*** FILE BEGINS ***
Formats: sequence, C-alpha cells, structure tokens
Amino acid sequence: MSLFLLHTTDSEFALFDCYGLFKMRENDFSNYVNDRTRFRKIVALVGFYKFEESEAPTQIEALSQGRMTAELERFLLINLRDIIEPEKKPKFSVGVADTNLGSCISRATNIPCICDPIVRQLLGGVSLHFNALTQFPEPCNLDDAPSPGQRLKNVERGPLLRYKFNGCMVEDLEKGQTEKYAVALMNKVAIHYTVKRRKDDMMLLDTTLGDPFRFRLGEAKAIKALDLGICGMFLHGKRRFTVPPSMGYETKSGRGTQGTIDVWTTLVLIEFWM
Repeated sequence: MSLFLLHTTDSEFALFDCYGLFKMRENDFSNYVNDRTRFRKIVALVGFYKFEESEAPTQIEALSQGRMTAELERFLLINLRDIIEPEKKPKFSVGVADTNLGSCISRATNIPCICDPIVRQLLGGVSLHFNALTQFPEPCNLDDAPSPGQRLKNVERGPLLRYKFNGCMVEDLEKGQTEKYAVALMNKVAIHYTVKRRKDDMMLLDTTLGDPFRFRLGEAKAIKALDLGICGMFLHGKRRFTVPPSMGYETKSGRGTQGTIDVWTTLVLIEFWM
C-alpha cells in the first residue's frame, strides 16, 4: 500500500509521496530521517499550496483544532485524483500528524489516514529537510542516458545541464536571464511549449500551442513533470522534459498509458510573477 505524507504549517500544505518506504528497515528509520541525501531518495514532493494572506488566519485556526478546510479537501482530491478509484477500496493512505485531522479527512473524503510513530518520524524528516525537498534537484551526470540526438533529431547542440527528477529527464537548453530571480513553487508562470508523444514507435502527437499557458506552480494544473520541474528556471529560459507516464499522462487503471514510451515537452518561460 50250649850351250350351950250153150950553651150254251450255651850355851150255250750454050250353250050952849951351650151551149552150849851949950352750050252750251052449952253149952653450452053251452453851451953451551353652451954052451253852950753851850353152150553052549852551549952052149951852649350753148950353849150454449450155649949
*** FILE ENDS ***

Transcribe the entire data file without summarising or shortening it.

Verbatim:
Formats: sequence, C-alpha cells, structure tokens
Amino acid sequence: MSLFLLHTTDSEFALFDCYGLFKMRENDFSNYVNDRTRFRKIVALVGFYKFEESEAPTQIEALSQGRMTAELERFLLINLRDIIEPEKKPKFSVGVADTNLGSCISRATNIPCICDPIVRQLLGGVSLHFNALTQFPEPCNLDDAPSPGQRLKNVERGPLLRYKFNGCMVEDLEKGQTEKYAVALMNKVAIHYTVKRRKDDMMLLDTTLGDPFRFRLGEAKAIKALDLGICGMFLHGKRRFTVPPSMGYETKSGRGTQGTIDVWTTLVLIEFWM
Repeated sequence: MSLFLLHTTDSEFALFDCYGLFKMRENDFSNYVNDRTRFRKIVALVGFYKFEESEAPTQIEALSQGRMTAELERFLLINLRDIIEPEKKPKFSVGVADTNLGSCISRATNIPCICDPIVRQLLGGVSLHFNALTQFPEPCNLDDAPSPGQRLKNVERGPLLRYKFNGCMVEDLEKGQTEKYAVALMNKVAIHYTVKRRKDDMMLLDTTLGDPFRFRLGEAKAIKALDLGICGMFLHGKRRFTVPPSMGYETKSGRGTQGTIDVWTTLVLIEFWM
C-alpha cells in the first residue's frame, strides 16, 4: 500500500509521496530521517499550496483544532485524483500528524489516514529537510542516458545541464536571464511549449500551442513533470522534459498509458510573477 505524507504549517500544505518506504528497515528509520541525501531518495514532493494572506488566519485556526478546510479537501482530491478509484477500496493512505485531522479527512473524503510513530518520524524528516525537498534537484551526470540526438533529431547542440527528477529527464537548453530571480513553487508562470508523444514507435502527437499557458506552480494544473520541474528556471529560459507516464499522462487503471514510451515537452518561460 50250649850351250350351950250153150950553651150254251450255651850355851150255250750454050250353250050952849951351650151551149552150849851949950352750050252750251052449952253149952653450452053251452453851451953451551353652451954052451253852950753851850353152150553052549852551549952052149951852649350753148950353849150454449450155649949